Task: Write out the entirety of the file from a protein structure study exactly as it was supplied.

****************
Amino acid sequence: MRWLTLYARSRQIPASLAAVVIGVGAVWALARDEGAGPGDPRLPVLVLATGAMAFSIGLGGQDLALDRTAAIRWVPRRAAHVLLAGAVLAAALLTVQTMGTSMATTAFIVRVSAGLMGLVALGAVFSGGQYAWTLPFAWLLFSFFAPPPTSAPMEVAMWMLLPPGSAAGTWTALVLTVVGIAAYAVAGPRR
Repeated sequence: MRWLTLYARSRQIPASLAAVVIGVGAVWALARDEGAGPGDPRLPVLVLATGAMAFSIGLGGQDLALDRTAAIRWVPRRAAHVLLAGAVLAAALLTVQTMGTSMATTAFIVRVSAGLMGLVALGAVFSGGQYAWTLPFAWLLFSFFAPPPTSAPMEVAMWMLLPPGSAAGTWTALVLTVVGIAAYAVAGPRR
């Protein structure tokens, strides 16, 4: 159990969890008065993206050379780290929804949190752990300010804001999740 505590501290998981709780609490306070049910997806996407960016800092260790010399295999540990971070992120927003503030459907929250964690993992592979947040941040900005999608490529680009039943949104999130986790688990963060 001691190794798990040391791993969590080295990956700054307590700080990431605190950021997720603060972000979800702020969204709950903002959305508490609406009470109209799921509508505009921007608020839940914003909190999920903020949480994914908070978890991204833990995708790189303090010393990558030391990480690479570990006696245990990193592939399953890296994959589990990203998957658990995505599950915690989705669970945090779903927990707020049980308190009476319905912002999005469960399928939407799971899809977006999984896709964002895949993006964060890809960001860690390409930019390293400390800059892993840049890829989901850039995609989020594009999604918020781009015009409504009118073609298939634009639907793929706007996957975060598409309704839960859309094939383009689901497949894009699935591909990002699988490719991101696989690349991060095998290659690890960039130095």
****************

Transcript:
Amino acid sequence: MRWLTLYARSRQIPASLAAVVIGVGAVWALARDEGAGPGDPRLPVLVLATGAMAFSIGLGGQDLALDRTAAIRWVPRRAAHVLLAGAVLAAALLTVQTMGTSMATTAFIVRVSAGLMGLVALGAVFSGGQYAWTLPFAWLLFSFFAPPPTSAPMEVAMWMLLPPGSAAGTWTALVLTVVGIAAYAVAGPRR
Repeated sequence: MRWLTLYARSRQIPASLAAVVIGVGAVWALARDEGAGPGDPRLPVLVLATGAMAFSIGLGGQDLALDRTAAIRWVPRRAAHVLLAGAVLAAALLTVQTMGTSMATTAFIVRVSAGLMGLVALGAVFSGGQYAWTLPFAWLLFSFFAPPPTSAPMEVAMWMLLPPGSAAGTWTALVLTVVGIAAYAVAGPRR
């Protein structure tokens, strides 16, 4: 159990969890008065993206050379780290929804949190752990300010804001999740 505590501290998981709780609490306070049910997806996407960016800092260790010399295999540990971070992120927003503030459907929250964690993992592979947040941040900005999608490529680009039943949104999130986790688990963060 001691190794798990040391791993969590080295990956700054307590700080990431605190950021997720603060972000979800702020969204709950903002959305508490609406009470109209799921509508505009921007608020839940914003909190999920903020949480994914908070978890991204833990995708790189303090010393990558030391990480690479570990006696245990990193592939399953890296994959589990990203998957658990995505599950915690989705669970945090779903927990707020049980308190009476319905912002999005469960399928939407799971899809977006999984896709964002895949993006964060890809960001860690390409930019390293400390800059892993840049890829989901850039995609989020594009999604918020781009015009409504009118073609298939634009639907793929706007996957975060598409309704839960859309094939383009689901497949894009699935591909990002699988490719991101696989690349991060095998290659690890960039130095």